While the government's health department goes about trying to cure the rest of the nation, it may not be paying enough attention to its own employees.
In response to a freedom of information request, City A.M. has discovered that during the course of last year, more sick days were taken at the Department of Health (DoH) as a result of mental health illness than any other ailment.
It was followed by “ill-defined symptoms” in second place, and respiratory disorders and muscle problems in third place.
Compared to the nation as a whole, the ranking was unusual – the most recent data from the Office of National Statistics shows that across the UK, mental health falls into third place in the list of reasons for sickness, behind muscle problems and minor illnesses such as coughs and colds.
Under the title of “mental illness” falls stress – and considering the difficulties faced by the NHS in 2014, it would not be much of a surprise if that were a major cause of those sick days.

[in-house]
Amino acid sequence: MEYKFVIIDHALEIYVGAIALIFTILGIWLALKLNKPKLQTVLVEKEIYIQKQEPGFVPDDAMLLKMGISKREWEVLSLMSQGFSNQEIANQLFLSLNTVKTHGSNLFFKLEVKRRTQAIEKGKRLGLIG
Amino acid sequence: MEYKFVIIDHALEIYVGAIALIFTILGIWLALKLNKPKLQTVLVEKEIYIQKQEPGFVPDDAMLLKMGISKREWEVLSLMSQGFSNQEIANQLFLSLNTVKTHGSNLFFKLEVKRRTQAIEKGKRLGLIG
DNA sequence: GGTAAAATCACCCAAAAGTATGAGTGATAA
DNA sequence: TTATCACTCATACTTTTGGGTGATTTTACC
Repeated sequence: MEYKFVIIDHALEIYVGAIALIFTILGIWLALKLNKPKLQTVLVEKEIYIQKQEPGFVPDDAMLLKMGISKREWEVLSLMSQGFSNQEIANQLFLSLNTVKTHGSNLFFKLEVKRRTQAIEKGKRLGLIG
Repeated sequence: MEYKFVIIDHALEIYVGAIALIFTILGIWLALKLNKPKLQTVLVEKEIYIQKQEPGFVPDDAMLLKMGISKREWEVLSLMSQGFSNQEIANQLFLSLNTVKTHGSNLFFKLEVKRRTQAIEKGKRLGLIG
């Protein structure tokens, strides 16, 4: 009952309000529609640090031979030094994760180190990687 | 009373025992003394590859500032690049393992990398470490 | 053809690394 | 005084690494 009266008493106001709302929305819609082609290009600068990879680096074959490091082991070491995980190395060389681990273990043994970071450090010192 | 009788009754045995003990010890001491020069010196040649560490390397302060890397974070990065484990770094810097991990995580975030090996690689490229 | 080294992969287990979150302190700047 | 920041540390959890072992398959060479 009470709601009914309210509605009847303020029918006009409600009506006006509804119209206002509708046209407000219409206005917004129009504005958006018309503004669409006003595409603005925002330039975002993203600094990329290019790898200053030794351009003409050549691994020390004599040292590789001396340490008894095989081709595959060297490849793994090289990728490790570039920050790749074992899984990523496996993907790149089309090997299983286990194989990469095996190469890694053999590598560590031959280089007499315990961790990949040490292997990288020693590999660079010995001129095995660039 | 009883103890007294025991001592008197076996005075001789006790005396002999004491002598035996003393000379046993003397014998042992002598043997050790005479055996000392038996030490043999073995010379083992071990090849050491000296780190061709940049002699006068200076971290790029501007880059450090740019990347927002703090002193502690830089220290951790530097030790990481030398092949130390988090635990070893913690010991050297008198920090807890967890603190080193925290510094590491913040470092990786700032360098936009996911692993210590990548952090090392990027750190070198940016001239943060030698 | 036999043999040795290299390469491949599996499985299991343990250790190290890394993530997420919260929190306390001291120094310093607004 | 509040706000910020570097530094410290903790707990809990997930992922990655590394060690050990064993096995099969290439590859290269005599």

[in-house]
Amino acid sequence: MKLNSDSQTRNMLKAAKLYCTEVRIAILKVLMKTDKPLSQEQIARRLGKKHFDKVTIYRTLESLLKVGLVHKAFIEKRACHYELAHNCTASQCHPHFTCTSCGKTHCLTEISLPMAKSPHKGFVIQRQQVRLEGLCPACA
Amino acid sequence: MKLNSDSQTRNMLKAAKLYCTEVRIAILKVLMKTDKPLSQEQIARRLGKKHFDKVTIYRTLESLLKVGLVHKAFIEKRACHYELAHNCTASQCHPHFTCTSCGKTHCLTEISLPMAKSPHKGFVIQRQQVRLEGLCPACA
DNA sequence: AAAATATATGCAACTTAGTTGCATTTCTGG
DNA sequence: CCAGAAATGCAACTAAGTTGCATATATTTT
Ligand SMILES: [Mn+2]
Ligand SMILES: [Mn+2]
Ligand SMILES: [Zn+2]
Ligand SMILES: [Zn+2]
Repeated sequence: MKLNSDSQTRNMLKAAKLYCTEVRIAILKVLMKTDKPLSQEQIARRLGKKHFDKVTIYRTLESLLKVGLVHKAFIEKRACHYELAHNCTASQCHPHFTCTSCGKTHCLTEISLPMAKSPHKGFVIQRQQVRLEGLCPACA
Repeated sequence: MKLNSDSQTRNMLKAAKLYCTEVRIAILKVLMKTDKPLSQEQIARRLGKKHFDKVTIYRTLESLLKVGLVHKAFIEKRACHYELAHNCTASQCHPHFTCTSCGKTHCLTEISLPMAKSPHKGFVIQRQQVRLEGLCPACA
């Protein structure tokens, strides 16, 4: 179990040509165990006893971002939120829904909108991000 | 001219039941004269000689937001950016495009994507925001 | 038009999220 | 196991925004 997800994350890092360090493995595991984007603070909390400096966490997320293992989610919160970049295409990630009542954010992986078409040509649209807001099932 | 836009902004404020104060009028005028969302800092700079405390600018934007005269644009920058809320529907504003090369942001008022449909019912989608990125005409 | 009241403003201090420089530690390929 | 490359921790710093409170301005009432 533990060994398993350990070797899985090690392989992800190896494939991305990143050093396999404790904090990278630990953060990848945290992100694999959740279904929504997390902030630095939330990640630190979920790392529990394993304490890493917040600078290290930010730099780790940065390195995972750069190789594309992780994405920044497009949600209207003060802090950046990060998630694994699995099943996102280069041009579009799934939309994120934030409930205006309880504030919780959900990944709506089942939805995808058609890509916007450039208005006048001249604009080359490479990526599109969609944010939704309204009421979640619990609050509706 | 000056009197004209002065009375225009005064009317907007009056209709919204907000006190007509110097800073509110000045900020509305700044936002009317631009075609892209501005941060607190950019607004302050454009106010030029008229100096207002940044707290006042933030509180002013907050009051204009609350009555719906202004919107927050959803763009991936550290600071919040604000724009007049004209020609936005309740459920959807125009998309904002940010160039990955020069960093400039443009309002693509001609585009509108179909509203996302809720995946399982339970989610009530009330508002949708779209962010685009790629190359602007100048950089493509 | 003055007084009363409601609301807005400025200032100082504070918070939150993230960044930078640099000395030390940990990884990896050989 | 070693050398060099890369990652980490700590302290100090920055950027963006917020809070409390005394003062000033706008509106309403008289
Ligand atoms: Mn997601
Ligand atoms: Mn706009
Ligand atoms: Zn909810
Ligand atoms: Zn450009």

In October last year, a report suggested that without a major services overhaul, the NHS would face an average annual shortfall of £30bn over the next few years, with the current budget of £100bn not being enough to cover costs.
Only this morning, a research team at the University of York criticised the government for buying too many expensive drugs, saying that basic healthcare treatment was being sacrificed as a result.
Meanwhile, the political debate over whether the NHS is being privatised continues to go strong, with private companies reportedly benefiting from its annual budget.
In line with the nation
Overall, the department's health seems to be in line with the rest of the nation – in 2013, 131m sick days were taken in the UK, which amounted to an average of 4.4 days per person in. Last year, the 2,024 employees of the DoH took an average of 4.4 days off each.
In recent years, the number of sick days taken has plunged across Britain, and 2013's level was an all-time low. In 1993, the figure was almost twice as high at 7.2 sick days per person.